The Portland Public Art Committee has launched a new website in an attempt to educate people about the city’s public art collection.

The all-volunteer committee will host a party at 8 p.m. Wednesday at East End Beach to launch the website,

“This is part of our long-term effort to make the Public Art Committee more linked in with the city and with the people who come to the city,” said committee Chair Lin Lisberger.

Wednesday’s gathering will include entertainment and a discussion about the website and the role of public art in the community. Also planned is a discussion of new guidelines for temporary public art installations. The rain date is Thursday.

The website, which went live this week, includes photos of the 28 pieces in the city’s public art collection, including sculptures, monuments and memorials. Each piece is accompanied by a short description.

There’s also an interactive map that allows people to tailor their own walking tours. The website is designed to function with cellphones and other hand-held devices.


Eventually, each piece of public art will be labeled with a quick-response code, which people will be able to scan for a succinct summary of information about the piece, Lisberger said.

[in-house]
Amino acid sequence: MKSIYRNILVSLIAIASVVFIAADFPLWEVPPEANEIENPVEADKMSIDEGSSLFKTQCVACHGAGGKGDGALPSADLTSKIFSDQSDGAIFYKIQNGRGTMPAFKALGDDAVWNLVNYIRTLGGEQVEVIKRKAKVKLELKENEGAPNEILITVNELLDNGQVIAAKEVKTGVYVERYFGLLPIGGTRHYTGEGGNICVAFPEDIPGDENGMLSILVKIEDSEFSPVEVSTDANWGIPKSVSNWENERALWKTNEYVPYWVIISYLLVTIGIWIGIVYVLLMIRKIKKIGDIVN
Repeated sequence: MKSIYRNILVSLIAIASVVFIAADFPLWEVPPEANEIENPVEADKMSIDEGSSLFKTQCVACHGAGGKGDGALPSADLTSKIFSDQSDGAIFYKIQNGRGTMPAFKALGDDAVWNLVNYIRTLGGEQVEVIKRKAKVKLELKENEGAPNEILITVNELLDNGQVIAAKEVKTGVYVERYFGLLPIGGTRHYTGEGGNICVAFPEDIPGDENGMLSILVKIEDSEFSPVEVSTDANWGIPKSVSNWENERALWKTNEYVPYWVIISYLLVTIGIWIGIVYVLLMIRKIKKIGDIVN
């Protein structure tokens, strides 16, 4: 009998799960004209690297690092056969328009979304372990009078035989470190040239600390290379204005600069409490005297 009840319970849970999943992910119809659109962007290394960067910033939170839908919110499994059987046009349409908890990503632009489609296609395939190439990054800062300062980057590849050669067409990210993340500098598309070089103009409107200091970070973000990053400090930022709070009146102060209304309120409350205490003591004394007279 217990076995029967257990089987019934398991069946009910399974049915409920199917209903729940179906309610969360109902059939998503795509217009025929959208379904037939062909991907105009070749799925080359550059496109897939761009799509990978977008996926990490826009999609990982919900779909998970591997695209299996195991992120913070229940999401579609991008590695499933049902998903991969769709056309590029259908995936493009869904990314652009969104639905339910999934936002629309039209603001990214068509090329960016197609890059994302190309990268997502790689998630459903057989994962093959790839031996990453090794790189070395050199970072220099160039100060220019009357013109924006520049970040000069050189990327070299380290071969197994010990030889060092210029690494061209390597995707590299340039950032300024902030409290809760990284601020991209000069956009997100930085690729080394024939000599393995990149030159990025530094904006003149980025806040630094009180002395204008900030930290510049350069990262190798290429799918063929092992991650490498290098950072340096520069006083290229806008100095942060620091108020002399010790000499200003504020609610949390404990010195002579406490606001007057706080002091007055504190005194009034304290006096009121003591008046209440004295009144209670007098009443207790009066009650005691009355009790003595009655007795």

The committee has been under scrutiny for the past couple of years because of some controversial pieces of public art. A few of its projects have drawn strong public resistance, including the sculpture “Tracing the Fore” at Boothby Square, which was removed because of complaints about its appearance.

On Monday, the committee announced that it had canceled a bench project for the Bayside Trail because of an increase in its cost. The unconventional designs of the benches and their price tags, estimated at $42,500, brought public ridicule.

The timing of the website’s launch is unrelated to the decision to cancel the bench project, Lisberger said. “We’ve been working on this quite a long time,” she said.

Also Monday, the committee announced that it has accepted a long-term loan of Jay Sawyer’s “A Spirit of Its Own,” to be displayed on the access road of the Portland International Jetport.

The 5-foot sphere, which will be on loan from the Davistown Museum in Liberty, was created from steel shear rings salvaged from the Brunswick Naval Air Station. It will be installed in the fall. The duration of its time at the airport is undetermined.

Bob Keyes can be contacted at 791-6457 or at: 

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